Tuesday, September 6, 2011

Four months of Gomorrah

Second part of the Historic challenge at terribleminds. http://terribleminds.com/ramble/2011/08/26/flash-fiction-challenge-plucked-from-the-pages-of-history/ This one was written in a bit of a rush. Enjoy though.

 “Comte Francois, a man to see you. An englishman I think, or perhaps a Spaniard.” said the trembling servant. His master rose from his writing desk, setting aside his quill and after marking his place mentally along his writing. “An Englishman? Here? How odd. Send him in.” without a second word the servant ran out of the library to permit the entrance of the foppish visitor. He sported a fine beard and was perfectly appointed. “A pleasure to meet you my dear Marquis.” His accent was unplacable. He gave a deep bow to the lord of the estate, ringlets falling about his face. When no response came he peeked up to find that the Comte was back at his desk, writing away. The visitor straightened in a huff and invited himself further in.
He circled the desk and watched curiously for a few minutes. As more of the writing unfolded before his eyes he began to smile wickedly. “My that's quite wicked.” The lord only grunted in reply. Silence followed for ten minutes. “If I may, this piece seems wonderful, but please, we must speak.” Francois laid down the quill and rotated in his chair, looking into the eyes of his visitor. “From what country do you come stranger?” “From south m'lord.” “And who send you?” “My lord, er, m'lord.” “On what errand?” “We seek an alliance between your realm and ours...” The fop was cut off by the lords hand. “I do not care for such trifles. If the king demands something of me, let him come. Otherwise take issue with him.” “But.” “I will hear none of it. Now you may go, I have writing to attend to.” The stranger turned to go, but when he reached the door he merely slammed it shut. As if fed with tallow the fireplace roared to life and the candles on the desk melted in a moment. “Do not take me for some petty messenger to be ignored!” roared the stranger “I have come a greater distance than you know to offer you greatness!” Despite the chaos the Marquis barely stirred, only looking up to meet the man's gaze. The fire faded again the room growing paradoxically brighter. “Now that I have your attentions Sir we have much to discuss.”
The Marquis drew a flintlock from his desk and fired at his guest without a second thought. The ball struck and ripped through creamy flesh, but no blood came out. Only then did he grow shocked. “So, not some conjurer. Instead I find a demon in my view. What would you offer me agent of hell?” The old smile returned, the man unfazed by the hole in his chest. “I am glad you asked. We know what you've been writing, and we like it. My lord and I want more written by you. So much more.” “And in return?” From his pack the demon produced a book, on each page was a man or woman of exquisite beauty. “Any of these could be yours. Unchanging, unaging. To do with as you wish.” “Any of them?” “Yes.” The heavy silence returned as the lord perused the book. Hundreds of stunning beauties graced the paper, from every land and of every persuasion. After he had finished he began again. “If I may interrupt your enjoyment. I should like an answer to return to my lord with.” Once again the creature was ignored. As he looked through this time the Marquis removed some pages. He handed the book back to his visitor. “Bring me these” he said, offering up the torn pages. The demon blanched at such a voracious and inhuman appetite. The most innocent and most vile examples of humanity were on those pages. Innocent daughters, young men, hung studs, and aged prostitutes. “All of them?” he asked, quivering. “Yes you fear mongering coward, all of them, at once and simultaneously. I do not hold with your lord at all, nor any other I cannot print on a coin but his offer is tempting. Bring me these and you have your writing.”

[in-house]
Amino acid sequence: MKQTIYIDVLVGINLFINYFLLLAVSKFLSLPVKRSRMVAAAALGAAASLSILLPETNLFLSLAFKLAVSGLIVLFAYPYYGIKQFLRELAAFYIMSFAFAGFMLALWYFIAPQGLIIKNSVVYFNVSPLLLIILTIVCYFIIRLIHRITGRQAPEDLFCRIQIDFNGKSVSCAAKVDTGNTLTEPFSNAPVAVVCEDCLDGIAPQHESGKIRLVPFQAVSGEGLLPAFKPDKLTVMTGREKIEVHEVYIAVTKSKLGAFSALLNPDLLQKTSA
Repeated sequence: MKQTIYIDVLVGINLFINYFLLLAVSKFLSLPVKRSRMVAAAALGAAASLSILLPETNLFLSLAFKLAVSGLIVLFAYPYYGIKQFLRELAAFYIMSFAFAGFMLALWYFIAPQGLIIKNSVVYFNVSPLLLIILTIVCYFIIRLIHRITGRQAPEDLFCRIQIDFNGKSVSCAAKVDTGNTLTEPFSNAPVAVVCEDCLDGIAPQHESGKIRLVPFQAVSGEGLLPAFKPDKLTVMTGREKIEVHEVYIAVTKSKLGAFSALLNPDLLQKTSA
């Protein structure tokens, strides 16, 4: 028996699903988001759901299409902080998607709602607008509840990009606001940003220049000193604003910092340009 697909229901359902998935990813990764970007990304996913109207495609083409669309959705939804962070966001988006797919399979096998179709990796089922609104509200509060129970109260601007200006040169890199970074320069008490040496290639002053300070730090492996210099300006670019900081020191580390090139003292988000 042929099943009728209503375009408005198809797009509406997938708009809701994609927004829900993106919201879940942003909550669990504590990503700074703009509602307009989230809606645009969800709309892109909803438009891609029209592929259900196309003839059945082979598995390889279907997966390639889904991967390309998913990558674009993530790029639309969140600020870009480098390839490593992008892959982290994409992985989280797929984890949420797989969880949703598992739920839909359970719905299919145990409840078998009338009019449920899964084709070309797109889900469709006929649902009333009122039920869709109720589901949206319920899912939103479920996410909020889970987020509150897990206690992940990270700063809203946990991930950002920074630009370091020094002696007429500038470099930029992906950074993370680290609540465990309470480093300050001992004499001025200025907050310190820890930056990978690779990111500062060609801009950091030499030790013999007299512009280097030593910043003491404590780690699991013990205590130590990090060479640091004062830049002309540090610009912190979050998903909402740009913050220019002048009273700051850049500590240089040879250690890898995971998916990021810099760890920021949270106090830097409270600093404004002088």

Well the demon did as he was bid, and the Marquis de Sade had his chosen companions. For four months he did as he pleased, indulging in every twisted fantasy. The devil got the last laugh, catching him early on to get the mad noble thrown in prison. But de Sade kept his end of the bargain, writing even when in the Bastille. Few know this but the 120 Days of Sodom is a terrifying reality, made possible by a demonic pact.  

Monday, September 5, 2011

100 on revenge

From the flash fiction challenge at terribleminds. http://terribleminds.com/ramble/2011/09/02/flash-fiction-challenge-100-words-on-the-subject-of-revenge/ 99 words. Enjoy

He had beaten me down, destroyed me utterly. Left me adrift in the world with all my friends arranged against me. Hell I couldn't even get a decent job for years, all for one insult. Moral of the story is never piss off an ancient.